Friday, December 4, 2009

Surviving in a Survivalist Economy

I'm having a good day so far. I brewed some great-tasting coffee, new unemployment numbers show employers shed fewer jobs last month, and my Oregon Ducks are going to the Rose Bowl to give Ohio State a tutorial in how football is played.

But the new underemployment numbers are harshing my mellow. The Bureau of Labor Statistics estimates 9.3 million Americans are working part-time jobs to make ends meet - an all time high.

These jobs pay the bills but don't allow these workers to apply what they know, and there's no hint they'll get back to using what they know anytime soon.

Talk about depressing.

I have tremendous sympathy for these workers, because it happened to me during the 1990s recession. I know first hand how it feels to be painfully overqualified for the job you're currently doing. You do what you have to do to make ends meet, however.

And when times are tough, you feel lucky just to have a job, grateful that an employer was willing to take a chance on hiring someone who's overqualified and could bolt for greener pastures at any moment. As the employee, you feel grateful yet frustrated at the same time. It's a situation filled with mixed emotions.

My theme song back then was "Up Around the Bend" by Creedence Clearwater Revival. The lyrics really spoke to me:

There's a place up ahead and I'm goin'
Just as fast as my feet can fly
Come away, come away if you're goin'
Leave the sinking ship behind
Come on, the rising wind
We're going up around the bend...
You can ponder perpetual motion
Fix your mind on a crystal day
Always time for good conversation
There's an ear for what you say...
Catch a ride to the end of the highway
And we'll meet by the big red tree
There's a place up ahead and I'm goin'
Come along, come along with me.

Crystal day...perpetual motion...big red tree. Somewhere "up around the bend" sounded great to someone who felt stalled out.

I went on to cover this topic from the employer's perspective back in 2003, when I referred to these part-time jobs as "survival jobs" and the overqualified workers who take them as "survivalists." An excerpt:

With bills mounting and few employment opportunities in sight, job-seekers are taking "survival" jobs for which they're overqualified. "Time is their enemy," says Bill Coleman, senior vice president of compensation for in Wellesley, Massachusetts. "Any job is better than nothing for these people."

These workers have one thing in common: They're waiting for the economy to improve so they can get a better job. Hiring survivalists is a big issue for entrepreneurs deluged with resumes from overqualified applicants."People are leaving large companies to go with small and midsized businesses," says Roger Herman, a workplace futurist in Greensboro, North Carolina, and co-author of Impending Crisis: Too Many Jobs, Too Few People (Oakhill Press). But how do you work with an employee who sees you as a port in the storm?

I could write the same story today, word for word.

So what should you do if you're a survivalist right now? Or, to borrow from The Beatles, how do you get back to where you once belonged?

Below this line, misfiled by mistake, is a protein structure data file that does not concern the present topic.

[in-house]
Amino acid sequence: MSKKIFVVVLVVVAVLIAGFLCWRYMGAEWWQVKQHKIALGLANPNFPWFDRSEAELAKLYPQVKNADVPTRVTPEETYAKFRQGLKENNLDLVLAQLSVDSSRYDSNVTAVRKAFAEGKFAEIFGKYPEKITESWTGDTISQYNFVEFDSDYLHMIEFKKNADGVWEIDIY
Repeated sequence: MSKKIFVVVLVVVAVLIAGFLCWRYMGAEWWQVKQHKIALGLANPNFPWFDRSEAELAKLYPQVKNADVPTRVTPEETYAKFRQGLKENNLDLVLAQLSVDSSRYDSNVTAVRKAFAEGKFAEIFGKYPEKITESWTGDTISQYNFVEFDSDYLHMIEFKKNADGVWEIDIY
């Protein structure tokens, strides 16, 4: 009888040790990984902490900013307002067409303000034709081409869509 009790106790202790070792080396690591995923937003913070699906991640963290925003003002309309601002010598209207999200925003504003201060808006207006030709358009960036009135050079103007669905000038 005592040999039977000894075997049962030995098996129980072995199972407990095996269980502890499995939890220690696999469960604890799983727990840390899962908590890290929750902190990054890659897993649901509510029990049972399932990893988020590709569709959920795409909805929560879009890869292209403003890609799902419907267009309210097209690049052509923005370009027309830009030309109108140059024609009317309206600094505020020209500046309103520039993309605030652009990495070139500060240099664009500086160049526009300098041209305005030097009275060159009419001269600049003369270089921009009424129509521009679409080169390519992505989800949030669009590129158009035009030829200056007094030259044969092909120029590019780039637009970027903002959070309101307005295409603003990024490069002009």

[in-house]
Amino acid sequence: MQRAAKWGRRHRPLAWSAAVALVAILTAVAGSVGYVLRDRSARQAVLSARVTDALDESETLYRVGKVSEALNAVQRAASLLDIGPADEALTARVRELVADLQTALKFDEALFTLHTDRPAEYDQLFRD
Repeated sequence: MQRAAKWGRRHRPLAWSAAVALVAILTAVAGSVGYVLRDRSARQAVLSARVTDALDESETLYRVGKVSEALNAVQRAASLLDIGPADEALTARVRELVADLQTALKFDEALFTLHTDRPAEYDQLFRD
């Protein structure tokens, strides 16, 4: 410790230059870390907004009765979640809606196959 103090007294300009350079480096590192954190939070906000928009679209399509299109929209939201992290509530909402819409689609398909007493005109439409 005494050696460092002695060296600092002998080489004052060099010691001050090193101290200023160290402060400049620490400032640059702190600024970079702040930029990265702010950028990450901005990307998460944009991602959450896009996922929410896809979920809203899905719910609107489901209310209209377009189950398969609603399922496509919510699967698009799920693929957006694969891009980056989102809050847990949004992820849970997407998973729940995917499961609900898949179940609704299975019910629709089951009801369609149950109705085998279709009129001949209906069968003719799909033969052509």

First, it's important to do your current "survival" job well. Don't give your current bosses the impression that you view it as beneath you. Instead, use it as an opportunity to pick up a few new skills in addition to paying the bills. Remember, there's always something you can learn from every job, no matter how tedious or boring. Work hard, show enthusiasm, be reliable and be a team player.

That said, keep honing your core skills. Stay up to date on your industry. Read news stories and books about it. If you can, take a class at a community college that expands or enhances your core skills. Keep your eye on that place up around the bend, so to speak.

Also keep your eyes open for local conferences and after-hours business functions that will put you in front of people who work in your industry of interest. Work your connections for freelance projects that could offer you an outlet for your pent-up professional energies, as well as an extra paycheck every so often. Stay in touch with people.

If it feels right, you might approach your current manager to say you're happy to apply your core skills as needed at the company. The problem is, your manager may have trouble going outside the box - mentally speaking - to see you as an accountant with 15 years of experience instead of the cashier working Register #7. There's also a risk the manager might view your "offer" as disruptive, and start to think of you as a snotty upstart balking at the job you were hired to do.

Unfortunately, there isn't an easy answer to being a survivalist in these times. It sucks. However, never lose sight of your core skills, and keep developing them. It might take awhile, but you will get back to where you once belonged.


  1. Hi
    I recently came through your blog and reading your post it is very helpful news for people thanks a lot for sharing this type of information.

    Keep blogging

  2. David,
    Thanks for visiting my blog. I wrote this entry based on my first-hand experience as a survivalist. I'm happy to see someone got something out of it!